CIA said to be planning new software acquisition strategy

The agency's top technology employee, Ira "Gus" Hunt said it'll now start acquiring software on a pay-as-you-go basis, rather than enter into licensing agreements.

The Central Intelligence Agency is changing how it buys software, according to a new report.

The agency's top technology decision-maker, Ira "Gus" Hunt, told software vendors yesterday that it's transitioning to a pay-as-you-go purchasing model, according to Reuters. Previously, the CIA entered into licensing agreements with vendors, like SAP and Oracle, to acquire new software.

The move might not make those companies too happy, since they currently have the CIA locked into deals that competitors can't encroach on. With its new policy, however, the CIA has the ability to get what it wants, when it wants, from whichever firm it wants. The move could save the agency money and according to Reuters, make it more agile as new platforms it could use are released.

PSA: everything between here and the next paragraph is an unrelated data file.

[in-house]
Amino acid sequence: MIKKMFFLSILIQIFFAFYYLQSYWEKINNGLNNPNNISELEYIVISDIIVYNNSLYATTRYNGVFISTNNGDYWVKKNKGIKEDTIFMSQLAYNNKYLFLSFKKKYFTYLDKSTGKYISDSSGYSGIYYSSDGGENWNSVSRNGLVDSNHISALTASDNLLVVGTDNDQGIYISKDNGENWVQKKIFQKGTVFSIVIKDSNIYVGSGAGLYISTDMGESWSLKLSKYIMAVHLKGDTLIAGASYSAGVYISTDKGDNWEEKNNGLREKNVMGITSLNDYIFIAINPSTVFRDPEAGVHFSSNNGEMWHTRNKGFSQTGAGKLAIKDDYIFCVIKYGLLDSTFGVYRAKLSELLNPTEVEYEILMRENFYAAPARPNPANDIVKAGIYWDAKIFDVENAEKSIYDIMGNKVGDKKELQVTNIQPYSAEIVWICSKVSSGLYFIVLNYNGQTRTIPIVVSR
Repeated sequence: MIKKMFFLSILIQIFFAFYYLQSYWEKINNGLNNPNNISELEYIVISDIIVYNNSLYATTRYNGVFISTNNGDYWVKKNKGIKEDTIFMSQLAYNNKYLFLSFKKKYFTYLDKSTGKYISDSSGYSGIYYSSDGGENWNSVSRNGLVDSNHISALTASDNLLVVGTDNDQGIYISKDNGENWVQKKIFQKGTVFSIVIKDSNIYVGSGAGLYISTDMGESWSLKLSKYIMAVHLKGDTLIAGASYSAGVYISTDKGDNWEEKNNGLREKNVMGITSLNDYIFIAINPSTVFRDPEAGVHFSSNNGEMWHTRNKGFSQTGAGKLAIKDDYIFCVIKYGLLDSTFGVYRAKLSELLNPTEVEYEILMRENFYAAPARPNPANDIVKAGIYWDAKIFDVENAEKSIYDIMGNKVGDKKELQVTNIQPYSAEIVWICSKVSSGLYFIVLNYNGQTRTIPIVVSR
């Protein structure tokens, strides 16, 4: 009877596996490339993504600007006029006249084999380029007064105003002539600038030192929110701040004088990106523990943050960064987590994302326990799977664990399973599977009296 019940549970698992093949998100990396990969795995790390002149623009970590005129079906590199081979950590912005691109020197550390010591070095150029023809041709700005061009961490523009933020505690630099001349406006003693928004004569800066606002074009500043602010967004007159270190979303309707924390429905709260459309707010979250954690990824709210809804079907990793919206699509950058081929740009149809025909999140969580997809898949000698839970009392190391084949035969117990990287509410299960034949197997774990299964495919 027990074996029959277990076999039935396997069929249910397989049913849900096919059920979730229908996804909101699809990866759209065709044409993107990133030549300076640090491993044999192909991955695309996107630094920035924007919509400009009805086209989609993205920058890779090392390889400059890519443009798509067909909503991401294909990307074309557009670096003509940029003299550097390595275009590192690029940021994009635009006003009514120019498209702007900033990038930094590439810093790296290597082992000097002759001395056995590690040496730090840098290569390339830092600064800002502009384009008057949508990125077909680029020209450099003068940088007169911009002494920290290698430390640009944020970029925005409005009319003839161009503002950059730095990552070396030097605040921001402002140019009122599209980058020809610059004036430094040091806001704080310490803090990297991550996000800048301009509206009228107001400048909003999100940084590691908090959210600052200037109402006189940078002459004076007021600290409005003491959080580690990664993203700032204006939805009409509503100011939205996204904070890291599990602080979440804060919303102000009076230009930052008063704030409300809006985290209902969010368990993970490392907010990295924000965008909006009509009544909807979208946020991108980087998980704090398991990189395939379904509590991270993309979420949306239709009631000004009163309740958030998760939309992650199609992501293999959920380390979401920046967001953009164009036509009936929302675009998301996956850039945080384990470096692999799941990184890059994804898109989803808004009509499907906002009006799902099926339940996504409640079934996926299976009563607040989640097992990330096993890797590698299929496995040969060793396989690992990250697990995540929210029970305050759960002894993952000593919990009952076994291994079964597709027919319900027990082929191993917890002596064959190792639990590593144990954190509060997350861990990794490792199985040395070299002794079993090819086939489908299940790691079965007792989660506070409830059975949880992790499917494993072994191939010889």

Inevitably, concerns over the CIA's desire to change its acquisition policy might be raised. To lay down some fire before that happens, Hunt said yesterday that the CIA is not trying to harm vendors in any way, but they "really need to think differently about how we do these things." According to Reuters, Hunt also hinted at allowing vendors with security clearance to "peek under the covers" and see how the CIA is accounting for software.

About the author

Don Reisinger is a technology columnist who has covered everything from HDTVs to computers to Flowbee Haircut Systems. Besides his work with CNET, Don's work has been featured in a variety of other publications including PC World and a host of Ziff-Davis publications.

 

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